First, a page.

Federal-Mogul brake block to help rail freight wagons comply with EU law

Federal-Mogul Motorparts, a division of Federal-Mogul Holdings Corporation, has created a brake block that will allow rail freight wagons to meet EU noise legislation.

The Jurid 847 LL brake blocks will offer a solution for over 400,000 wagons in Europe in danger of falling foul of EU TSI Noise restrictions. They are interchangeable with the cast iron blocks originally fitted on freight wagons, maintaining the same friction coefficient while reducing noise.

“Jurid 847 is a vital solution provided at a critical time – the new LL block enables almost half a million wagons to remain in active service, when they would have otherwise had operation restrictions or even prohibited entry to some European countries,” said Martin Hendricks, President Global Braking and Regional President EMEA, Federal-Mogul Motorparts. “It’s a win-win situation. People living close to rail lines are less disturbed by noise emissions and rail operators can extend the life of their existing fleet.”

The launch provides an environmentally friendly OE solution to an issue raised when UIC and TSI legislation was announced in 2006. From 2020 the old cast iron block-equipped wagons will not be allowed into Switzerland, but Jurid 847 negates this ruling by meeting the requirements.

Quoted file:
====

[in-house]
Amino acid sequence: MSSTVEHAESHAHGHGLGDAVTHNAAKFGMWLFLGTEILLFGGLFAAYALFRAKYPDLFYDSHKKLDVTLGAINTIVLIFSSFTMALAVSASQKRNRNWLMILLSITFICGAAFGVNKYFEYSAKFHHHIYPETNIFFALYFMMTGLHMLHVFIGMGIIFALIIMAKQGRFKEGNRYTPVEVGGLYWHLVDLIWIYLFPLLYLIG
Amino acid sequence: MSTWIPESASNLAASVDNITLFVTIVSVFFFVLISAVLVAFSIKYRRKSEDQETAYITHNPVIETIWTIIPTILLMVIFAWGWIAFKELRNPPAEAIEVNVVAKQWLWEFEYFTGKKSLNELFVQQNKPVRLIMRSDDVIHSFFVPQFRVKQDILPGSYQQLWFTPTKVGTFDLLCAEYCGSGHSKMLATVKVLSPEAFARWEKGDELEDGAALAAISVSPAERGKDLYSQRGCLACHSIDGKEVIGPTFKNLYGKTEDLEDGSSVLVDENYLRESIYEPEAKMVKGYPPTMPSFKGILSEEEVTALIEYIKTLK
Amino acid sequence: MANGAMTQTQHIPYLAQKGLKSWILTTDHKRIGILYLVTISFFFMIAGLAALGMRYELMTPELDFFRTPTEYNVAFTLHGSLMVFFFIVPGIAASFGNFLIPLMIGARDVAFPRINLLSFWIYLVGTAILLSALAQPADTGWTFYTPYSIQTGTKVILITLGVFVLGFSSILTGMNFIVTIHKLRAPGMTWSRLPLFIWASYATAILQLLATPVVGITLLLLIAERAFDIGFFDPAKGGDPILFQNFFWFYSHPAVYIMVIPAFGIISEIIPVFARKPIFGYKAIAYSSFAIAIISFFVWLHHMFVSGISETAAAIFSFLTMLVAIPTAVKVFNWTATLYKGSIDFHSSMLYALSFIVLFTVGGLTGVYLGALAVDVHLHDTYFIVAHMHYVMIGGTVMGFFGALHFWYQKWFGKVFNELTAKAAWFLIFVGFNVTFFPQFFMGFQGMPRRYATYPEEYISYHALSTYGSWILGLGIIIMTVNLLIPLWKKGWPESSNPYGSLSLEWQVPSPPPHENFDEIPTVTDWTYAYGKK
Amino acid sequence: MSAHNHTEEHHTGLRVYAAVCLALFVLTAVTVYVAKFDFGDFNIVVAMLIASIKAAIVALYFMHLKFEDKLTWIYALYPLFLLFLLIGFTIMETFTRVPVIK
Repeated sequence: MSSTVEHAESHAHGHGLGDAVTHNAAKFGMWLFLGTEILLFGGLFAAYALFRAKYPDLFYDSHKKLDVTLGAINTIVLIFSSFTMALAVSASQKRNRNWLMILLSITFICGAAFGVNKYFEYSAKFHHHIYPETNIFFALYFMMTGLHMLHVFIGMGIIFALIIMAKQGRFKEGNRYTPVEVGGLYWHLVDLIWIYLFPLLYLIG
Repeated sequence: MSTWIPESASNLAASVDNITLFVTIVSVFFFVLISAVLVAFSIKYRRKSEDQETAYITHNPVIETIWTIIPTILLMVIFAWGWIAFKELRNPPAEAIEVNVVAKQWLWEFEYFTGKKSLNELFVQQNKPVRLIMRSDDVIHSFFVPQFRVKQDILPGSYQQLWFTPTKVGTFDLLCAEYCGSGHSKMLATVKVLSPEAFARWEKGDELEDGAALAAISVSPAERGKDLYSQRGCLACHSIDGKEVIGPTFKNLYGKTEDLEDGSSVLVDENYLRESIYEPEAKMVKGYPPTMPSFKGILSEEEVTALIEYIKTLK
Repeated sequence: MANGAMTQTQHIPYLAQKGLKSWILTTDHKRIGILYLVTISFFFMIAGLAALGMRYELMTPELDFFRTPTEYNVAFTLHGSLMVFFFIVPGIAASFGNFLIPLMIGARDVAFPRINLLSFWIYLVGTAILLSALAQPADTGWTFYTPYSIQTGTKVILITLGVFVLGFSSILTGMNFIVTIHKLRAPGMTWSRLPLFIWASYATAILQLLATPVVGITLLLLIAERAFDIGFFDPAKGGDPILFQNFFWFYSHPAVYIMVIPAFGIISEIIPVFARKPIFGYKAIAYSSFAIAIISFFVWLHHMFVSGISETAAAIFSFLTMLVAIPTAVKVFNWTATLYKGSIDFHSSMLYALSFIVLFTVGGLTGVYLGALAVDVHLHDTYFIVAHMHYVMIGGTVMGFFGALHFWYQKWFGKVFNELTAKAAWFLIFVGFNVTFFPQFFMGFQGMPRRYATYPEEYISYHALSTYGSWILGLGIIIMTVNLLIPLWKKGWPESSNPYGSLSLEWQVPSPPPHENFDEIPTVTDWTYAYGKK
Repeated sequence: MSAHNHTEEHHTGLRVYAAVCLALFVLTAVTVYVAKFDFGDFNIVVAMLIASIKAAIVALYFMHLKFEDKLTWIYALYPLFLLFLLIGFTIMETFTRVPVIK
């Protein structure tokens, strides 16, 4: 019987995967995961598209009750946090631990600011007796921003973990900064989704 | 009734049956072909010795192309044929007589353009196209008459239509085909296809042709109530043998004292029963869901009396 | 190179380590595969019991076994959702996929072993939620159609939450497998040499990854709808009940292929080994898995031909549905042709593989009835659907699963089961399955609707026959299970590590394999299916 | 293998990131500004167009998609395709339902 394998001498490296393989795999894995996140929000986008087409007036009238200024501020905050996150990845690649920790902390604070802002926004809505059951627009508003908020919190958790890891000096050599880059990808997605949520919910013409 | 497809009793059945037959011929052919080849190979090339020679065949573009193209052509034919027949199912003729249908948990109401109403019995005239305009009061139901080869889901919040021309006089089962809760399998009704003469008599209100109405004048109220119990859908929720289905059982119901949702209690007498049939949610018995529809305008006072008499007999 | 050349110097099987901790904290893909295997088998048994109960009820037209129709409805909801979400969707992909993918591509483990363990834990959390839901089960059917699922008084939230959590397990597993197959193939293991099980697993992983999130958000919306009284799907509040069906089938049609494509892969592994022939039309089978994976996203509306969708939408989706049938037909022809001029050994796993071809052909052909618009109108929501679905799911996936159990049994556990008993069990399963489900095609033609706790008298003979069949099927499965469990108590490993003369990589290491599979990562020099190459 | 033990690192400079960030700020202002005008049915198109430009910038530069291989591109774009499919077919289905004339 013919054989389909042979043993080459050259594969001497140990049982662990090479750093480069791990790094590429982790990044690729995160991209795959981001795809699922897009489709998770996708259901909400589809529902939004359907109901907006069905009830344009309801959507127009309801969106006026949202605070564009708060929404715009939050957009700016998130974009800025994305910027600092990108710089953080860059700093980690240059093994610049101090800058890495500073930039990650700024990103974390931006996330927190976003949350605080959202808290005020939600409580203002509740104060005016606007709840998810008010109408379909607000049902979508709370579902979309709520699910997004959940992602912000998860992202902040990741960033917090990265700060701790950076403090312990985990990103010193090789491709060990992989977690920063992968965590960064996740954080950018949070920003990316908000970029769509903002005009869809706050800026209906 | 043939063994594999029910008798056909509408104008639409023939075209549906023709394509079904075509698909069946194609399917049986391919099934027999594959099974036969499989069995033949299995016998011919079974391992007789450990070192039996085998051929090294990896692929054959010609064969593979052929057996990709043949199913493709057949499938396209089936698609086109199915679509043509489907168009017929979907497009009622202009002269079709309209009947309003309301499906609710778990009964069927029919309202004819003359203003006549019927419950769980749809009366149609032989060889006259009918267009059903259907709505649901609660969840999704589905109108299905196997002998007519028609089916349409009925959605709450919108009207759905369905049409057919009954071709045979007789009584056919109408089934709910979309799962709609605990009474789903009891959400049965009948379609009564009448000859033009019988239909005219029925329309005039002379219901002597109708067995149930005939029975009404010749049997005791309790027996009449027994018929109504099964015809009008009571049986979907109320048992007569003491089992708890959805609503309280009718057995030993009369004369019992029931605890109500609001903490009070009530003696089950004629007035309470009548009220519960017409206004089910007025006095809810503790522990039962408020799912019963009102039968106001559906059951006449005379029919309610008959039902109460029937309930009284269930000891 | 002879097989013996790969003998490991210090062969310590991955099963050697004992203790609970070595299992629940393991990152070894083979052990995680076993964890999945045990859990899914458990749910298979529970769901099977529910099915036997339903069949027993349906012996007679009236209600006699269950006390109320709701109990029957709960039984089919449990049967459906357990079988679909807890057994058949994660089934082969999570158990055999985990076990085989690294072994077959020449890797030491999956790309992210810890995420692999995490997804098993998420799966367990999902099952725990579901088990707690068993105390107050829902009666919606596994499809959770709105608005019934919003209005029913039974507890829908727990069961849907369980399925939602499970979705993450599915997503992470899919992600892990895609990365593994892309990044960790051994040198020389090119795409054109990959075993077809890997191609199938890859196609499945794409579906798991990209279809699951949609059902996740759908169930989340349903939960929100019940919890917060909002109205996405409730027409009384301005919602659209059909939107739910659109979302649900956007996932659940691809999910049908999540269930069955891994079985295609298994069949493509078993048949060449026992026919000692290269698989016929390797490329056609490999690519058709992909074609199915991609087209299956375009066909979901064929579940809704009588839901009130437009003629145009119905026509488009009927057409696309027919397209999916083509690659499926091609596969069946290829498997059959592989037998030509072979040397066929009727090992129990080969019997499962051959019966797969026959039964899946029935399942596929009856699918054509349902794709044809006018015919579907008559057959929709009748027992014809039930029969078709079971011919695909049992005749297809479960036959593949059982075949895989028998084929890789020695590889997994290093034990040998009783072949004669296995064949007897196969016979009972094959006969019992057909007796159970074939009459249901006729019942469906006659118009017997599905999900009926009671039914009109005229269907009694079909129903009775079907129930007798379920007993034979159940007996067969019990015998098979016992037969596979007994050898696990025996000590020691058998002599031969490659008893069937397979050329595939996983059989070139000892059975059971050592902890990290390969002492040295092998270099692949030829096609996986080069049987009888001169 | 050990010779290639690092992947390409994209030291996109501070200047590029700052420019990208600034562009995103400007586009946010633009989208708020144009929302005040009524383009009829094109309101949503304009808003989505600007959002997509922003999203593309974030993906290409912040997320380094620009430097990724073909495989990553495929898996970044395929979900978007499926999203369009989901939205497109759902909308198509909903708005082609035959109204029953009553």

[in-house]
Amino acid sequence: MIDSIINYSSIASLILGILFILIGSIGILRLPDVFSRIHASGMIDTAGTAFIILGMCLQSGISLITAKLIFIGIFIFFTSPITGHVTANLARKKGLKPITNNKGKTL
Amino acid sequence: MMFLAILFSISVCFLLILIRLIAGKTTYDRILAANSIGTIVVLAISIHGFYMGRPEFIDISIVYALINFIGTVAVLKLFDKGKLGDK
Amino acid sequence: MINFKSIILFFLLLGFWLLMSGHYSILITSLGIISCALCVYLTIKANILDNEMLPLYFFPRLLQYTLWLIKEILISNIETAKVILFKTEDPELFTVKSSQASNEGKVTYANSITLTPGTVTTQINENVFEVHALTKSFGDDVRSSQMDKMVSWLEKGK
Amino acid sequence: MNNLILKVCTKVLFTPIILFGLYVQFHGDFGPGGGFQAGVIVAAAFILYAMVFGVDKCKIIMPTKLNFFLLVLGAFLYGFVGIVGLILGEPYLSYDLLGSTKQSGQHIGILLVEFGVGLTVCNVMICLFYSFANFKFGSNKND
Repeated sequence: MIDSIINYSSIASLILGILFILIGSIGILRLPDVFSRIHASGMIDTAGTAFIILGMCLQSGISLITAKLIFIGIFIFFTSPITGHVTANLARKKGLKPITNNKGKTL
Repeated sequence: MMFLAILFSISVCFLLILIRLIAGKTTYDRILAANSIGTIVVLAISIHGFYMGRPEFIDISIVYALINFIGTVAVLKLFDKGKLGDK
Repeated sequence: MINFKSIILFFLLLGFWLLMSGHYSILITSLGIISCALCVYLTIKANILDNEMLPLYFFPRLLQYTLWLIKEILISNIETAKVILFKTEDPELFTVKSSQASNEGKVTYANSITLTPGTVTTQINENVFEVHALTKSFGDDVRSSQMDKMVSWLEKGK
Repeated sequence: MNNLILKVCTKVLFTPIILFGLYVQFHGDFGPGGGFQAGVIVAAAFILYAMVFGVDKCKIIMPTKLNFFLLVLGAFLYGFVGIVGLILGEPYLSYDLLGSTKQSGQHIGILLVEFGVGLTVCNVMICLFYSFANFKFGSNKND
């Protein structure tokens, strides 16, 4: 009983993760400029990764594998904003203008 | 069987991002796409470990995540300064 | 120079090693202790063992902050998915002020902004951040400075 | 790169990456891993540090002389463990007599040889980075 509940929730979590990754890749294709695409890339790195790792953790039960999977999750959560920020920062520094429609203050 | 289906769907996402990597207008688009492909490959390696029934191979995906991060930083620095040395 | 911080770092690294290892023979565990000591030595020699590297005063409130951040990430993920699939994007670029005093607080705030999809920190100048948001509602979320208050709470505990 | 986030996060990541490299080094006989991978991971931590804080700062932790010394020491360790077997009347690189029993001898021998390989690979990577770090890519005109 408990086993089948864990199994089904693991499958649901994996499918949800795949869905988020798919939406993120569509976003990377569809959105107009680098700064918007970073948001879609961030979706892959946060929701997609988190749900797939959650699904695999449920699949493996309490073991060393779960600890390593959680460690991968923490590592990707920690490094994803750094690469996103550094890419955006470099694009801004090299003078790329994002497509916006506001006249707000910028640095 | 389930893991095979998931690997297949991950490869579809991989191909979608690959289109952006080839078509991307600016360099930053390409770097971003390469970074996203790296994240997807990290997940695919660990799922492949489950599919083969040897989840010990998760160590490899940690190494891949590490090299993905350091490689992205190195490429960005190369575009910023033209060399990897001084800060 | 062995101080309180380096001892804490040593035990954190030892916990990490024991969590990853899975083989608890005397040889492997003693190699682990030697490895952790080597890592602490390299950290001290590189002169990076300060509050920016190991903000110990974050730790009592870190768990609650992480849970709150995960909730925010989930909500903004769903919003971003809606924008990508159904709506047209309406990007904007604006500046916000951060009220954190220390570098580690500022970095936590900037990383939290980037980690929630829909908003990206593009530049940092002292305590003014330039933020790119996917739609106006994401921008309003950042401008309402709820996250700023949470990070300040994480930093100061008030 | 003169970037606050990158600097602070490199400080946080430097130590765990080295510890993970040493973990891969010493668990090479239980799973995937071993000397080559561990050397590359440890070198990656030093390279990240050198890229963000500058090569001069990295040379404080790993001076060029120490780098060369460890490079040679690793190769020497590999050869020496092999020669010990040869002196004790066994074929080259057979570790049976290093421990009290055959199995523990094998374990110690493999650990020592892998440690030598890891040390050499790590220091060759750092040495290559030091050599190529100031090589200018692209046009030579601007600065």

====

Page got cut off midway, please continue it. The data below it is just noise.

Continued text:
“Analysis during an extensive R&D period has led to an optimised block design, which shortens the bedding-in phase to increase efficiency and reduces the level of wheel and block wear while providing a stable friction coefficient,” explained Gernot Kasper, Director Global Rail & Industry, Federal-Mogul Motorparts. “Reliable service is crucial for freight operators, and the extended life cycle of wheels and brake blocks using Jurid 847 is a vital competitive advantage, both in terms of dependability and expensive, unscheduled downtime.”

The new product is currently undergoing the final approval stages and will complete 60,000 km of rigorous testing before the final certification and commercialisation, which is expected by early 2017.